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No, but you claimed they would intersect, and I don't see evidence for that so far.An intersection of two functions requires that the function values are identical - for complex numbers, this means both real and imaginary part have to be identical.
I really don't see how that helps. If you have any more questions about the function let me know, but it seems pretty well defined for me. Cant you just use the moving average feature in matlab? I really don't see where the ambiguity was, I am able to graph the function fine.
 
  • #14
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It is well-defined now, after 10 posts with multiple rounds of questions how it is defined.
I really don't see where the ambiguity was, I am able to graph the function fine.
The range of definition and the range you average over.

In addition, the first post had the (probably wrong, but certainly not backed by evidence) claim that the functions intersect.
 
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  • #15
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So basically, the example problem is well defined and unanswerable.
 
  • #16
jbriggs444
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So basically, the example problem is well defined and unanswerable.
Nothing in this thread has indicated that the example problem (as clarified in #11) is unanswerable. Only that it is unanswered and that it might be unanswerable.
 
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  • #17
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Nothing in this thread has indicated that the example problem (as clarified in #11) is unanswerable. Only that it is unanswered and that it might be unanswerable.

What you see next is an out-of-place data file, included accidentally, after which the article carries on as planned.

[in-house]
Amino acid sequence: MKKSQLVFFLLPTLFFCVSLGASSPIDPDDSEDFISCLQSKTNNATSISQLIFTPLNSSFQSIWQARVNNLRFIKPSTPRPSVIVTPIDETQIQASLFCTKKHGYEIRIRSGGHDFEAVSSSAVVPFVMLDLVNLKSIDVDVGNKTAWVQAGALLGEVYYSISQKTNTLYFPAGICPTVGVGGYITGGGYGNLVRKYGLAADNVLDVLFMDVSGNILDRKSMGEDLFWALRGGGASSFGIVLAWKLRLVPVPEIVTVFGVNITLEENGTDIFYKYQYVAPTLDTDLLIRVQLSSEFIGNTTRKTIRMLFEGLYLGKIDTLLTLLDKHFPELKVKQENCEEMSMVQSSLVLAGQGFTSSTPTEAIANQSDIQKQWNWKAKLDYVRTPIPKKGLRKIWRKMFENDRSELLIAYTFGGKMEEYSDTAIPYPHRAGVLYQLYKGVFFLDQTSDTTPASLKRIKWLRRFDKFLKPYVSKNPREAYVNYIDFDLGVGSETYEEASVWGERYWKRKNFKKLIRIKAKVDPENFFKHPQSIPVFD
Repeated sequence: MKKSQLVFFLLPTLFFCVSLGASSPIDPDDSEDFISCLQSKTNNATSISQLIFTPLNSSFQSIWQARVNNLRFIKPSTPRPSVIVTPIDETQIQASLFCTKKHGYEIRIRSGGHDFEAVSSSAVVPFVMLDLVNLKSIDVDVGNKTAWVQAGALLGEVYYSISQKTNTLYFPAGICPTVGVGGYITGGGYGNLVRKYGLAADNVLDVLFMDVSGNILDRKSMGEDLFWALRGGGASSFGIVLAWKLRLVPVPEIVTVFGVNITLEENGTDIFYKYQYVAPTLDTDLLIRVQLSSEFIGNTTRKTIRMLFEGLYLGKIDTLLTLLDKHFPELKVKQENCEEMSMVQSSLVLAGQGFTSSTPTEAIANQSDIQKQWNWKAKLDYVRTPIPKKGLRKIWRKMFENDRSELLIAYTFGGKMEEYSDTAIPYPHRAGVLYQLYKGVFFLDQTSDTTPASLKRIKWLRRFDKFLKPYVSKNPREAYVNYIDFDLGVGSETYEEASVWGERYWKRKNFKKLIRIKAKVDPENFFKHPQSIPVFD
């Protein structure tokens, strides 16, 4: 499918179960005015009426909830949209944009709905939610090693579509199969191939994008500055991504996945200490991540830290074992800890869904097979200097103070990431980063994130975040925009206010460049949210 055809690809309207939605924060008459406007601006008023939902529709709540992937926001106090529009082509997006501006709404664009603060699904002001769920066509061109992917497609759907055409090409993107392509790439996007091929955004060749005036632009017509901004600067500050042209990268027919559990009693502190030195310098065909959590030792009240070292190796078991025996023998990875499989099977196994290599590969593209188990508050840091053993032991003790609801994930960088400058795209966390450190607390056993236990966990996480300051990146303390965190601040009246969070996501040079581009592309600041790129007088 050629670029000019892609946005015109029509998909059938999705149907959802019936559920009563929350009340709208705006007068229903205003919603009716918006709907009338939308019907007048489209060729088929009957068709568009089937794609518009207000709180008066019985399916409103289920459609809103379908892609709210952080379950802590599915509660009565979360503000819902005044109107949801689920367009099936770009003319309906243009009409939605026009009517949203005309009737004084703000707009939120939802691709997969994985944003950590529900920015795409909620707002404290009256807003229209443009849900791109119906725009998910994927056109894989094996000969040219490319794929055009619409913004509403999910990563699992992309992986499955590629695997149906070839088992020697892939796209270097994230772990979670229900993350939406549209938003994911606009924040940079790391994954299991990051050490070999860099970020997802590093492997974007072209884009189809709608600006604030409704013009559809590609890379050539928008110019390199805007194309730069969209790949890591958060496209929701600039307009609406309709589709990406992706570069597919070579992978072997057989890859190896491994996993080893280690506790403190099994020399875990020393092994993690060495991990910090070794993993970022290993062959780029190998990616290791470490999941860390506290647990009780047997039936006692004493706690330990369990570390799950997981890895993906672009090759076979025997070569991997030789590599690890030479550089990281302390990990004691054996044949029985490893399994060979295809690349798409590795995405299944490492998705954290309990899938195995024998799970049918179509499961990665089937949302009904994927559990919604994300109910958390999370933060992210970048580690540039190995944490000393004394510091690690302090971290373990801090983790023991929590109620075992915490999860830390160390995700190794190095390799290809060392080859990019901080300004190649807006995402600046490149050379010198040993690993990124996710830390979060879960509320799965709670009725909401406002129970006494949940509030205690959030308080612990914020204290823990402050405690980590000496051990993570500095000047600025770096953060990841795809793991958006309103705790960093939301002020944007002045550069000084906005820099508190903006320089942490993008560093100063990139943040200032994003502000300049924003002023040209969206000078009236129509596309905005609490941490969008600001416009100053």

So its unanswerable, as far as anyone knows.
 
  • #18
jbriggs444
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So its unanswerable, as far as anyone knows.
And it's answerable, as far as anyone knows. Might be answerable, might not be. We do not know. Trying to spin it one way or the other does not change that.
 
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  • #19
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If you dont know what a moving average is then look it up.
Please dial back the attitude.
People give help here out of the kindness of their hearts -- none of us gets paid for this. Also, I guarantee that @mfb knows what a moving average is, but that's not what he asked:
mfb said:
What do you mean by "moving average over all previous values"?
Your question was unclear from the start, and it took 11 posts to figure out what you were asking. It's not the responsibility of responders to go "look it up" -- it's your responsibility to ask a question that makes sense, and with as much information as you can provide.